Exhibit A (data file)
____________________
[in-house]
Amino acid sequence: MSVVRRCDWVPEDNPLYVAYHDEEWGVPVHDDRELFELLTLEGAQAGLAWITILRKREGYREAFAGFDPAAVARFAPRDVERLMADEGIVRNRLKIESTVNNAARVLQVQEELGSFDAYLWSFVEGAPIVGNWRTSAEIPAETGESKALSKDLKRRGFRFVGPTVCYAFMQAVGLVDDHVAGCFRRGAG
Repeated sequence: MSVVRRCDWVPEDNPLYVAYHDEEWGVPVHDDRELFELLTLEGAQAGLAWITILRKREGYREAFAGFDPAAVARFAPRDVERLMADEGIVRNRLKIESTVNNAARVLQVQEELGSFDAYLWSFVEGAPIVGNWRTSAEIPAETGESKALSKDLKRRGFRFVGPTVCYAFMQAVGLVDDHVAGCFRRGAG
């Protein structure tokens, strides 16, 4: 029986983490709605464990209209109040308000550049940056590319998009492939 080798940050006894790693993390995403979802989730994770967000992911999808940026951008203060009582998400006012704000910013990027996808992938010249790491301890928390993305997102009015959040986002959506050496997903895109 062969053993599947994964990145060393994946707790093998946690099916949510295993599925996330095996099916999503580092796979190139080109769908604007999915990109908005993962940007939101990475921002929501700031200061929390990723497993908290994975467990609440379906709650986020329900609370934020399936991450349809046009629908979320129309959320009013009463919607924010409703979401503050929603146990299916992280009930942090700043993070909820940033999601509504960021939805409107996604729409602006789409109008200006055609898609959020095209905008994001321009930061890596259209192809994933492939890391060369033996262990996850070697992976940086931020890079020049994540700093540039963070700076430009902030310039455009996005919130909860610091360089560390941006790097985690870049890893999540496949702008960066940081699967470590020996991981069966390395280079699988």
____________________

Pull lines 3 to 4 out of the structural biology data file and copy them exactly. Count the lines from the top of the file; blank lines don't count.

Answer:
Repeated sequence: MSVVRRCDWVPEDNPLYVAYHDEEWGVPVHDDRELFELLTLEGAQAGLAWITILRKREGYREAFAGFDPAAVARFAPRDVERLMADEGIVRNRLKIESTVNNAARVLQVQEELGSFDAYLWSFVEGAPIVGNWRTSAEIPAETGESKALSKDLKRRGFRFVGPTVCYAFMQAVGLVDDHVAGCFRRGAG
């Protein structure tokens, strides 16, 4: 029986983490709605464990209209109040308000550049940056590319998009492939 080798940050006894790693993390995403979802989730994770967000992911999808940026951008203060009582998400006012704000910013990027996808992938010249790491301890928390993305997102009015959040986002959506050496997903895109 062969053993599947994964990145060393994946707790093998946690099916949510295993599925996330095996099916999503580092796979190139080109769908604007999915990109908005993962940007939101990475921002929501700031200061929390990723497993908290994975467990609440379906709650986020329900609370934020399936991450349809046009629908979320129309959320009013009463919607924010409703979401503050929603146990299916992280009930942090700043993070909820940033999601509504960021939805409107996604729409602006789409109008200006055609898609959020095209905008994001321009930061890596259209192809994933492939890391060369033996262990996850070697992976940086931020890079020049994540700093540039963070700076430009902030310039455009996005919130909860610091360089560390941006790097985690870049890893999540496949702008960066940081699967470590020996991981069966390395280079699988």